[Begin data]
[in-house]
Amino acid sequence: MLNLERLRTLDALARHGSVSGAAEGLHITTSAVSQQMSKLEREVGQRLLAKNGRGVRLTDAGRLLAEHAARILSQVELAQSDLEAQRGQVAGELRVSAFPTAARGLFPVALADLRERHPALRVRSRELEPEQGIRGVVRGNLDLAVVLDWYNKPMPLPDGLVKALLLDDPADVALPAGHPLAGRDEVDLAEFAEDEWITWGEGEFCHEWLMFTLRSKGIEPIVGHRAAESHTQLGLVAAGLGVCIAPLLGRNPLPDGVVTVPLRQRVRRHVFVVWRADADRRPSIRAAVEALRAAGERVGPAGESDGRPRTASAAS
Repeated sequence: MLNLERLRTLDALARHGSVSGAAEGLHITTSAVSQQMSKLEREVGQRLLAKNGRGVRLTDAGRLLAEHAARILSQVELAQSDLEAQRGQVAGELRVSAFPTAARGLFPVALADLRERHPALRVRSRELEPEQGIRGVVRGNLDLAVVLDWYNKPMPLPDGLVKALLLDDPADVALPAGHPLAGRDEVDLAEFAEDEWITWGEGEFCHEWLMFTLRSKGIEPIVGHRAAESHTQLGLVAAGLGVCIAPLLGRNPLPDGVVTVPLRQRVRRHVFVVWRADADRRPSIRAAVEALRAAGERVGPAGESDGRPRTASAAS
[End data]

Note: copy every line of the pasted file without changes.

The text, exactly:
[in-house]
Amino acid sequence: MLNLERLRTLDALARHGSVSGAAEGLHITTSAVSQQMSKLEREVGQRLLAKNGRGVRLTDAGRLLAEHAARILSQVELAQSDLEAQRGQVAGELRVSAFPTAARGLFPVALADLRERHPALRVRSRELEPEQGIRGVVRGNLDLAVVLDWYNKPMPLPDGLVKALLLDDPADVALPAGHPLAGRDEVDLAEFAEDEWITWGEGEFCHEWLMFTLRSKGIEPIVGHRAAESHTQLGLVAAGLGVCIAPLLGRNPLPDGVVTVPLRQRVRRHVFVVWRADADRRPSIRAAVEALRAAGERVGPAGESDGRPRTASAAS
Repeated sequence: MLNLERLRTLDALARHGSVSGAAEGLHITTSAVSQQMSKLEREVGQRLLAKNGRGVRLTDAGRLLAEHAARILSQVELAQSDLEAQRGQVAGELRVSAFPTAARGLFPVALADLRERHPALRVRSRELEPEQGIRGVVRGNLDLAVVLDWYNKPMPLPDGLVKALLLDDPADVALPAGHPLAGRDEVDLAEFAEDEWITWGEGEFCHEWLMFTLRSKGIEPIVGHRAAESHTQLGLVAAGLGVCIAPLLGRNPLPDGVVTVPLRQRVRRHVFVVWRADADRRPSIRAAVEALRAAGERVGPAGESDGRPRTASAAS